vides that its members may surrender their certifi

cates, has no vested interest therein which prevents ELECTIONS-ERRONEOUS EXCLUSION OF VOTERS.-Where qualified electors offered to vote, but were

the member from surrendering it. (Wells v. Coveprevented from actually casting their ballots by an

nant Mutual Benefit Ass'n of Illinois (Mo.), 29 S.W.

Rep. 607.) erroneous decision of the election judges, held, such ballots cannot be counted for the candidate NEGOTIABLE NOTE-BONA FIDES. -The fact that the electors subsequently declared they intended to the purchaser of a note had notice of facts which have voted for, if they had voted. (Pennington v. would have put a prudent man on inquiry as to deHare (Minn.), 62 N. W. Rep. 116.)

fects therein, and failed to make inquiry, does not, ESTOPPEL


as a matter of law, prevent him from holding the debtor sells his property to a third person, and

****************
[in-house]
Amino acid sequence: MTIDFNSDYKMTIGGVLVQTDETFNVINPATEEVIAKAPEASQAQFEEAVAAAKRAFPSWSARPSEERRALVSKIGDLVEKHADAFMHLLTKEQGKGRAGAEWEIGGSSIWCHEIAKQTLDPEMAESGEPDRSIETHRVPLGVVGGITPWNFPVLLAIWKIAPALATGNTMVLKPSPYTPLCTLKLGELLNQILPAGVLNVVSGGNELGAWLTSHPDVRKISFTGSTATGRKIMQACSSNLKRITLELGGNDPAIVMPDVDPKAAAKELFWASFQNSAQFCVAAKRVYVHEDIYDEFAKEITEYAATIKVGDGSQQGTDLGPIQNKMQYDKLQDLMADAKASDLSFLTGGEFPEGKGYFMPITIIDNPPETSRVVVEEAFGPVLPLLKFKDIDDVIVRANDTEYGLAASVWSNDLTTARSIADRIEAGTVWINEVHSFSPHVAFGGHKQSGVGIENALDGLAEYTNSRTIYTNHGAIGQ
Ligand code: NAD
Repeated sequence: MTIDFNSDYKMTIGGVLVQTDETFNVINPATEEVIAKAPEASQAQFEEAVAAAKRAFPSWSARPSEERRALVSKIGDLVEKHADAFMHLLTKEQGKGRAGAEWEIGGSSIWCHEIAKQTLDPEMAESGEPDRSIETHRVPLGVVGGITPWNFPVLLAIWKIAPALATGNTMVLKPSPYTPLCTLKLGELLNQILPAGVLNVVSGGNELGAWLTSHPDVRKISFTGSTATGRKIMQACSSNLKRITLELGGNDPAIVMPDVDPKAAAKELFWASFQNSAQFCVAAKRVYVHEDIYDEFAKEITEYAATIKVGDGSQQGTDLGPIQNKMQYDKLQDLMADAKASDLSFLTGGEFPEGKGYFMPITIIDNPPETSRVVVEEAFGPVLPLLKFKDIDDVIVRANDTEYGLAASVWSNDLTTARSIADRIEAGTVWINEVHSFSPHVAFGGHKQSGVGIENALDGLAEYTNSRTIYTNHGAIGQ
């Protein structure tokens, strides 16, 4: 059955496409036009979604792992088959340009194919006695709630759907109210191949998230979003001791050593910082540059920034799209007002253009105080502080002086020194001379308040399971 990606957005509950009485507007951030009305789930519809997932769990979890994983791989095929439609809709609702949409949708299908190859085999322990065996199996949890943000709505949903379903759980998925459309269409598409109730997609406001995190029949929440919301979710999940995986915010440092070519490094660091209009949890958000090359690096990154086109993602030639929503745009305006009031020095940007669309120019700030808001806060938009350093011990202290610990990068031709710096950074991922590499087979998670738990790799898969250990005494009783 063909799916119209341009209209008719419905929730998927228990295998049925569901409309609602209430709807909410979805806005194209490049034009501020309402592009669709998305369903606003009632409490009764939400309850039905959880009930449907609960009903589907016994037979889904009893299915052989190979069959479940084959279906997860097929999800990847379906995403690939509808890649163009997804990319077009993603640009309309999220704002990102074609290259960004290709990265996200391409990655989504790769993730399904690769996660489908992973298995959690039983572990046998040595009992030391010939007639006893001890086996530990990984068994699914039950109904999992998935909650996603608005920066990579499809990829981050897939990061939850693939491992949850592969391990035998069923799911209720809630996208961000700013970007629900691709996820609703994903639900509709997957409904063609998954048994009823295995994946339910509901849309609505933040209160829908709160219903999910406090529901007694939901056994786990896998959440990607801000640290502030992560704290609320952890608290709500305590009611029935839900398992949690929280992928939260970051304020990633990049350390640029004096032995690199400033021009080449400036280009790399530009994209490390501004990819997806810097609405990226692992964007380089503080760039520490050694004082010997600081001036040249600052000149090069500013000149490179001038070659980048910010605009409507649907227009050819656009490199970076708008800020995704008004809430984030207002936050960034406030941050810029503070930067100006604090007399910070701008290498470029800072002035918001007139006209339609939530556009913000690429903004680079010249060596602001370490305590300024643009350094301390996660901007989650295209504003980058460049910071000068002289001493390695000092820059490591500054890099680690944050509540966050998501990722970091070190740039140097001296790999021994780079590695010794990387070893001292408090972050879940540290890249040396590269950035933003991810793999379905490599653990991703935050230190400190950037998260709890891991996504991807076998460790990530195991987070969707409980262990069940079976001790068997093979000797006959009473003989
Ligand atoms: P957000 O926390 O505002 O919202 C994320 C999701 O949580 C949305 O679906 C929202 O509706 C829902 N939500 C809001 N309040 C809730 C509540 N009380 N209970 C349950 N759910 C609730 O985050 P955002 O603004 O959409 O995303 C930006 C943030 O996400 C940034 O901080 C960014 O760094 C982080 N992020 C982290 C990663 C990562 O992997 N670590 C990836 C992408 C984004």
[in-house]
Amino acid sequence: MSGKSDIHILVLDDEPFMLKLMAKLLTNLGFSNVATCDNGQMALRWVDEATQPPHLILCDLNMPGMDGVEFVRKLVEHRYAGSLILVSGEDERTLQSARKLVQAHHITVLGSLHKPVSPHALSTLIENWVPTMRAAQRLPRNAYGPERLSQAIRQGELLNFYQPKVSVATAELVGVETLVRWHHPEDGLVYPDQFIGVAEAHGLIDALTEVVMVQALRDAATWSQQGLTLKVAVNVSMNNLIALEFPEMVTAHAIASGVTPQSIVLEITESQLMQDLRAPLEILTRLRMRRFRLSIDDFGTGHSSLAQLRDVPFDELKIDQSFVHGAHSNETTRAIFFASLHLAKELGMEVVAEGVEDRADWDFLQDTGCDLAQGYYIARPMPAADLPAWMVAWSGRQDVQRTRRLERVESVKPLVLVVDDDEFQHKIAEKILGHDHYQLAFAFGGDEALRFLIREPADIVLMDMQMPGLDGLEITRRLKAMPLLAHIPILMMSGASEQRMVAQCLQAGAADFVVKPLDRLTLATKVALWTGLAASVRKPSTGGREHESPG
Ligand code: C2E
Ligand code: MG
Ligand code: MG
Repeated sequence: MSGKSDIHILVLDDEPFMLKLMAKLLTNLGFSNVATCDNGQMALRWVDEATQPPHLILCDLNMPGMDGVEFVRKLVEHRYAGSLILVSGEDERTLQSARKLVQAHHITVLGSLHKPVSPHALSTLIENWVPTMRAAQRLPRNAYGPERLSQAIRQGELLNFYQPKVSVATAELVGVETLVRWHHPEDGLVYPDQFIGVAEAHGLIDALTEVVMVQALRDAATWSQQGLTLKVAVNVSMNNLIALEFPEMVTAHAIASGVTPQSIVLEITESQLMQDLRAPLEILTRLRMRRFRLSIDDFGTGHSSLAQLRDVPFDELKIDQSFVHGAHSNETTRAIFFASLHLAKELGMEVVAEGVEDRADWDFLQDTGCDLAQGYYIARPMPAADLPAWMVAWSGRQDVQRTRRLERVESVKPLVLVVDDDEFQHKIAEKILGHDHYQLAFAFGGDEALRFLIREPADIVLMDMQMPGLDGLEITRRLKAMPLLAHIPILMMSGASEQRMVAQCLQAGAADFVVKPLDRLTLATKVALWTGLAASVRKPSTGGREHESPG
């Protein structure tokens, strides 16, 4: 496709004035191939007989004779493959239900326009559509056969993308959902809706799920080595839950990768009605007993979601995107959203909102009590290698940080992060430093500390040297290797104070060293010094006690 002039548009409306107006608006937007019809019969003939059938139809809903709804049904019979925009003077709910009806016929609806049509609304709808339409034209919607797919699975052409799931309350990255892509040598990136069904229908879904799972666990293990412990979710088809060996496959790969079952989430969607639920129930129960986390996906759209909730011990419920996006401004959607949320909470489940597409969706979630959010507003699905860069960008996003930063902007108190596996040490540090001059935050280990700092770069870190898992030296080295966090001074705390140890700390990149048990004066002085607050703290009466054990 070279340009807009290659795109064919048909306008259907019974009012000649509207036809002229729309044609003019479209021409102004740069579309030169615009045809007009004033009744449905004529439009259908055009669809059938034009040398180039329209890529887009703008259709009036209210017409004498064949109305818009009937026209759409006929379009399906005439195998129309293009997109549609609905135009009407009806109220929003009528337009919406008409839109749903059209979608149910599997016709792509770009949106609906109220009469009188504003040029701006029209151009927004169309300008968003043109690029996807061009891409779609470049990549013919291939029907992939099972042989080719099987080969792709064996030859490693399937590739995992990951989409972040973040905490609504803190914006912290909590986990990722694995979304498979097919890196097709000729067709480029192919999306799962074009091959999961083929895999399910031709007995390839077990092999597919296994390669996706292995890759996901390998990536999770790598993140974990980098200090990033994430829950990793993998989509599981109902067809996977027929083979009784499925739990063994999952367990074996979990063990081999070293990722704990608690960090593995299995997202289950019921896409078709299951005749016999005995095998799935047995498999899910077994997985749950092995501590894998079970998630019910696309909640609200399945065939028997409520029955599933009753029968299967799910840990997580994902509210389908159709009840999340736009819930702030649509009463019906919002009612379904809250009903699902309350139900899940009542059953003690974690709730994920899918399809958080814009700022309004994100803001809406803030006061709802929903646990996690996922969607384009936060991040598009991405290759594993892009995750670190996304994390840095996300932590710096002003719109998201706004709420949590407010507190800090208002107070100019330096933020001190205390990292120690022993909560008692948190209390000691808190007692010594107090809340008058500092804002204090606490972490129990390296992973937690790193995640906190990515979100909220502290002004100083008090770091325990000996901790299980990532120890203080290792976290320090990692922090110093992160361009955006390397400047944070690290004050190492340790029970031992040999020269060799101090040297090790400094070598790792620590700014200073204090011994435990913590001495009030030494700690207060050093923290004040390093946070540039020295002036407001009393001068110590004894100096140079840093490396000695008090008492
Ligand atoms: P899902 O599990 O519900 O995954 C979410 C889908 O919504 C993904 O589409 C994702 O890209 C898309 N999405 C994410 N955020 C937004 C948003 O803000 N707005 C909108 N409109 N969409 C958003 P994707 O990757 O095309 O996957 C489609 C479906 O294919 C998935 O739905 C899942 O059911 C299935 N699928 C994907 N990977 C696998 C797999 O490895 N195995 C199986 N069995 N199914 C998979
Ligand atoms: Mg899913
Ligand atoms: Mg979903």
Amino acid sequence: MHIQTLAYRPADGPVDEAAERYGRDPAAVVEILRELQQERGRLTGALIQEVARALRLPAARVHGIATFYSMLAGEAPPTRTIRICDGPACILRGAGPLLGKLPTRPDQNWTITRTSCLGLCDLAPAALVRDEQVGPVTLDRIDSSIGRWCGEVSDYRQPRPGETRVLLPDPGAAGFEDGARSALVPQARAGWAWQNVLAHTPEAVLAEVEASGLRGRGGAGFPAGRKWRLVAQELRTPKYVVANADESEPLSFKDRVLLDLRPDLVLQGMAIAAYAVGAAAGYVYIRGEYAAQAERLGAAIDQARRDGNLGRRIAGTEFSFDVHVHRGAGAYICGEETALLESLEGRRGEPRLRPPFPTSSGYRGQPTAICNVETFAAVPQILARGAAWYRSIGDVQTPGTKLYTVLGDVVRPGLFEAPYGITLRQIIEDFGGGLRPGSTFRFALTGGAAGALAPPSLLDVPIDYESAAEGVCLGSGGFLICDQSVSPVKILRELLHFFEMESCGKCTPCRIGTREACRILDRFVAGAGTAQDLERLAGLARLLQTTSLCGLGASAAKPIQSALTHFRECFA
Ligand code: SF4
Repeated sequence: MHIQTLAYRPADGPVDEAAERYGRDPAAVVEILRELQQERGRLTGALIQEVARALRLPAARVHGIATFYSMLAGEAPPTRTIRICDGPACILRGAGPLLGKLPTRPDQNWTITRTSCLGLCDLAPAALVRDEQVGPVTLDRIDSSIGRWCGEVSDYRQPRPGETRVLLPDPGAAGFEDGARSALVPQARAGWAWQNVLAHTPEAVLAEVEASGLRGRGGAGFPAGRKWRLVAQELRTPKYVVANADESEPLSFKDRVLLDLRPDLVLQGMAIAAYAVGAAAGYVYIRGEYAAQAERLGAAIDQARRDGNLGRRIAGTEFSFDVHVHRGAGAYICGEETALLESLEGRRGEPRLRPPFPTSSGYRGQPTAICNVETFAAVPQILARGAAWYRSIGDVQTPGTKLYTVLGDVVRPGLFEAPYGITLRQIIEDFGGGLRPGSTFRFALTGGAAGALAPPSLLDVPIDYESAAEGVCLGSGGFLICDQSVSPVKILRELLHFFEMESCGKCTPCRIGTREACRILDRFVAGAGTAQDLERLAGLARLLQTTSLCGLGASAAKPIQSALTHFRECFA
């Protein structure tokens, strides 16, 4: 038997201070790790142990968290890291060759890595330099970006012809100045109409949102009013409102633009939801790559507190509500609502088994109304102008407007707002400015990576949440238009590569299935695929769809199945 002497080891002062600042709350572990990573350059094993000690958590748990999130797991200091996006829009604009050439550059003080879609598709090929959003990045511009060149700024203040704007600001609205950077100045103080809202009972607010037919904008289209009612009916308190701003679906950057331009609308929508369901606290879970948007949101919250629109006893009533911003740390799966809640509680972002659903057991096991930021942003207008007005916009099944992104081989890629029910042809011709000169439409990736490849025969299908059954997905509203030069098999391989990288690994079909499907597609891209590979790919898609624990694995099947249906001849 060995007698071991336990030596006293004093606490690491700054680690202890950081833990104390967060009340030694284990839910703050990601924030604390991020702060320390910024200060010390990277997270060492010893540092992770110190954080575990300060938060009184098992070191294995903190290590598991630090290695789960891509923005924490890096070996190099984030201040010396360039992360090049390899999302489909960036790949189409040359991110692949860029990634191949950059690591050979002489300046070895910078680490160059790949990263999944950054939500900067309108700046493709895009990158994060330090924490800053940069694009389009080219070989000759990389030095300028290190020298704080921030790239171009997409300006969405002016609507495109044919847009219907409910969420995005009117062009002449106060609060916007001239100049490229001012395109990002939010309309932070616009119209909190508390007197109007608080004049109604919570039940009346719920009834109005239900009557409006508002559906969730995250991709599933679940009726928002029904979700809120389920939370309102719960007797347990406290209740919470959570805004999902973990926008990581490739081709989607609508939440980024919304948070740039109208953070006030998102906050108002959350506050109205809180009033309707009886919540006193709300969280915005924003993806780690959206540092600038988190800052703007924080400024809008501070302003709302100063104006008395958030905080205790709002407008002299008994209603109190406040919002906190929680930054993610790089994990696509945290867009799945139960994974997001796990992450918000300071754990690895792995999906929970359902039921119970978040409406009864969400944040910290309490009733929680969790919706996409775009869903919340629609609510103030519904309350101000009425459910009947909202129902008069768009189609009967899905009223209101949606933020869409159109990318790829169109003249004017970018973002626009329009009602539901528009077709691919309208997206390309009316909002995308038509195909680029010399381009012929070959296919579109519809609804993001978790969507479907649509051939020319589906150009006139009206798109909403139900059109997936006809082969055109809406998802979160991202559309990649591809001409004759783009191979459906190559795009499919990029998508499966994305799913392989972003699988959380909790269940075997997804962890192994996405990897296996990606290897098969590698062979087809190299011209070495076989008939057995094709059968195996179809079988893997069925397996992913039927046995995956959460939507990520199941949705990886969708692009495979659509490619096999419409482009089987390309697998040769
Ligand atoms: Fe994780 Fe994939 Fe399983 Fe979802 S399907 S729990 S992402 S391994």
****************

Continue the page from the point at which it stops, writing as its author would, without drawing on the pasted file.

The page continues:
note free from all equities. (Bowman v. Metzger transfers the notes received in payment to a cred (Oreg.), 39 Pac. Rep. 3.) itor, the latter is estopped, while retaining the PLEDGE--BONA FIDE PURCHASER.-One who renotes, to attach the property in the bands of the ceives as collateral security to a loan contemporathird person as that of the debtor. (Larkin v. neously made negotiable bonds not yet matured, Wilsford [Tex.), 29 S. W. Rep. 548.)

without knowledge of any defense to such bonds, HOMESTEAD. — The fact that a building is used is entitled to protection as a purchaser thereof, to for a saloon will not deprive the occupant of home the extent of the amount of such loan. (Hayden v. stead rights as against a creditor not claiming under Lincoln City Electric Ry. Co. (Neb.), 62 N. W. a violation of the prohibitory law. (Groneweg v. Rep. 73.) Beck (Iowa), 62 N. W. Rep. 31.)